Moving In: Why Landlords Will Check Your Credit
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Are you ready to move into your first apartment? Unfortunately, living in a new pad isn’t as easy as forking over your first and last month’s rent, loading up a moving van and hauling all your possessions up the stairs. It’s important to know what your potential landlord will be looking at before they approve you. So, before you start packing up all your stuff into boxes, take a look at this article and find out the things you’ll need to take into consideration before renting an apartment.
Looking for more information on credit inquiries? Check out this article.
Your Credit History, Credit Score and “Red Flags”
Once you’ve gone to visit a potential apartment, and you’ve talked to the landlord about the possibility of you moving in, they will perform at credit check before approving you as a tenant. This is to make sure that you’ll be able to keep up with rent payments every month and to see whether or not they’ll be taking on too much risk by renting to you.
Before deciding to rent, make sure you understand your own credit report.
Firstly, remember that your credit history is recorded. Every time you make a payment, are late on making one or fail to keep up with payments altogether, the information goes on your credit history. Typically in Canada, any negative marks in your history will remain there for about 6 years. If you’ve had a lot of problems with debt in the past, your prospective landlord will see this and will probably not approve you to start renting the space. Even if you’re moving into a low-rent, small apartment, your future landlord will want to know that you can keep up with payments.
They’ll also request your credit score, the three-digit number that creditors and lenders will use to determine your stability when it comes to paying and dealing with credit. If you have a low score, of course, your landlord could come to the conclusion that you’ll have problems paying your rent. So, it’s important to get information on your credit history and score before you start looking at apartments.
One very important thing to know about a credit check is that any bigger credit and debt problems you’ve had in the past can be marked as “Red Flags.” These are negative points in your credit history and are something any good landlord will take note of determining if you’re a financial risk. Red Flags can be due to a number of things, including previous evictions, a foreclosure on your house, etc. Even a record of excessive amounts of open and canceled credit card accounts could be considered a red flag because it shows what might be a history of credit debt or financial disorganization.
The Tenant Screening Process
When it comes to landlords, their apartment properties are their business. Therefore, like any business, they’re taking a lot of financial risks when bringing in new tenants who are essentially becoming their clients. Every time someone they’ve approved fails to make their rent payments or needs to be evicted, it’s going to cause problems for the landlord’s income. Because of this risk, they’ll want to determine not only if you have good credit, but good financial standing in general, as well as whether you’re prone to causing other problems, of the illegal nature or otherwise.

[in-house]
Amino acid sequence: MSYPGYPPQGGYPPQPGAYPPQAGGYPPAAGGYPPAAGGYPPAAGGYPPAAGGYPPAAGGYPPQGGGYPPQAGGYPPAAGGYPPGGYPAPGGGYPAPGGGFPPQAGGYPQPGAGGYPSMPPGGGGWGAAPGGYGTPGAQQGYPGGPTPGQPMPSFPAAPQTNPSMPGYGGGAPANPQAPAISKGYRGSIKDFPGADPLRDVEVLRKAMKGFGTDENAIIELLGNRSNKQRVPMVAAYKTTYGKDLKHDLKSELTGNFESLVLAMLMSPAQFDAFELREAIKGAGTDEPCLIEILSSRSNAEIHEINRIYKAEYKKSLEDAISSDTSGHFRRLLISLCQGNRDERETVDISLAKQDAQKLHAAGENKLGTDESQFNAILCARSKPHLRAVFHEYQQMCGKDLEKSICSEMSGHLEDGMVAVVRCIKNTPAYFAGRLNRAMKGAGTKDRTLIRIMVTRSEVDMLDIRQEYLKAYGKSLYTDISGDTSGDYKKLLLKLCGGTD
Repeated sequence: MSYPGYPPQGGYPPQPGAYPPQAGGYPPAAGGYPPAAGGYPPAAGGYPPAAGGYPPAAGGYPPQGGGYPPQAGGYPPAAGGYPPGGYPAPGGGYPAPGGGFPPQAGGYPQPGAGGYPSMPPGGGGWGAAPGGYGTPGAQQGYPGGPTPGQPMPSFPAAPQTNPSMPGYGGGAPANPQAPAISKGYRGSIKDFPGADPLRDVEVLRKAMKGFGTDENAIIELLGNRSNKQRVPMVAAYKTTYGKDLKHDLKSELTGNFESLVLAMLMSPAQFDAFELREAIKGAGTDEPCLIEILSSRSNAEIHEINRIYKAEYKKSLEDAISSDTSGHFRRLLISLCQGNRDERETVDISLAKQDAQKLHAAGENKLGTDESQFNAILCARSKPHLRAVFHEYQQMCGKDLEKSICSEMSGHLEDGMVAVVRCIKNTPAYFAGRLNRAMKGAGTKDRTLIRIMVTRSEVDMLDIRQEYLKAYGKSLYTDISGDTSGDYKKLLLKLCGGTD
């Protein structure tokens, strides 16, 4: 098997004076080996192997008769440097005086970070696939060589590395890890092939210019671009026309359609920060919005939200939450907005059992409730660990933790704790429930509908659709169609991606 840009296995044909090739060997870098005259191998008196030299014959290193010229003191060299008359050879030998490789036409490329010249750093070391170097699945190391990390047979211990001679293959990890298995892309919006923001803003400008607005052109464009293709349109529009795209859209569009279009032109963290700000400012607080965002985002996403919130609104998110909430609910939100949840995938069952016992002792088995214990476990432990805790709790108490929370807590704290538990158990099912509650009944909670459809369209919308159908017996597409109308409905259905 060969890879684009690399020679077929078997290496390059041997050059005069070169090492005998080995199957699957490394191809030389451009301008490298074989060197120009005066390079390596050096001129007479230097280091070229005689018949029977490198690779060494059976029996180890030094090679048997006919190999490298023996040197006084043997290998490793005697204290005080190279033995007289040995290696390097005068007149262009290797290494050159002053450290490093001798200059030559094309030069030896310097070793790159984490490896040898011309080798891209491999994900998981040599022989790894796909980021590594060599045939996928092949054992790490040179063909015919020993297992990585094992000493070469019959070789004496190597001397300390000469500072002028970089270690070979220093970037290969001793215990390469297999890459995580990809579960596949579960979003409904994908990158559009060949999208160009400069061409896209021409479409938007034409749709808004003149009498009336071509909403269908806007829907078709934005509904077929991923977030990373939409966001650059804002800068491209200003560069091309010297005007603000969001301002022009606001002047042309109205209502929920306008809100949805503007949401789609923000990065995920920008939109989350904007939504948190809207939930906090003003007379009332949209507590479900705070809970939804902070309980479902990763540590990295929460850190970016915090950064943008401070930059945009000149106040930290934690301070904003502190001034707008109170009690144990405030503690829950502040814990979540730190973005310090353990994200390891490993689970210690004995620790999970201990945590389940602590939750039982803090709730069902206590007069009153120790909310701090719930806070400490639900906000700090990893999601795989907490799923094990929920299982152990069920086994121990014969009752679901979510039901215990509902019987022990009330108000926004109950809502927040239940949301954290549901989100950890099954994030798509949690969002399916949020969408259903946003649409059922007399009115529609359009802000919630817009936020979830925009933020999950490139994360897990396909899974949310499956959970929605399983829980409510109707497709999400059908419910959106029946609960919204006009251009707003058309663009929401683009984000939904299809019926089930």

For obvious reasons, most landlords probably won’t rent to someone who seems suspicious, has been evicted a lot, or who has a prominent criminal record. So, at the same time as they’re running a credit check on you, landlords will also perform a “Tenant Screening Report.” This is a form of background check, which will help them get a better idea of who they’re renting the apartment to. This includes, but is not limited to, a criminal background check, a history of eviction or “unlawful detention” (meaning a tenant has had to be legally evicted or removed from their dwelling or workplace), and a verification of your current employment.
Moving In With Poor Credit
While having a criminal background, or history of eviction can be the nail in the coffin for getting on a landlord’s good side, having a low credit rating is not necessarily the end of the world. When it boils down to it, a good landlord wants to know, first and foremost, that they’ll be receiving the rent on time every month like clockwork. So, if you’ve got an unfavorable credit score, whether it’s because of recent unemployment, or temporary problems with debt, try explaining this to the landlord. With any luck, they’ll have a bit of faith that you’ll bounce back and approve you regardless.
Read this other article to find out if you have Bad Credit.
Another good idea might be to get the help of a parent, relative or good friend to co-sign a lease with you. This way, the co-signer takes on the lion’s share of the rent, in the event that you can’t, and will assure the landlord receives full payment each month. On top of this, a little extra motivation for the landlord could be your offering to pay a higher security deposit or throw in a few extra months worth of rent.
Either way, poor credit doesn’t have to mean staying in your parent’s basement for the rest of your life. However, taking the proper steps to build up your finances and keep your credit score at a reasonable level will definitely help you out in the eyes of your future landlord.
For more information on the type Credit Check that might be done by a potential landlord, check out this article posted on the Canada Mortgage and Housing Corporation.
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Margaret Johnson is in the business of helping Canadians tackle their debt, deal with credit issues, and regain control of their finances.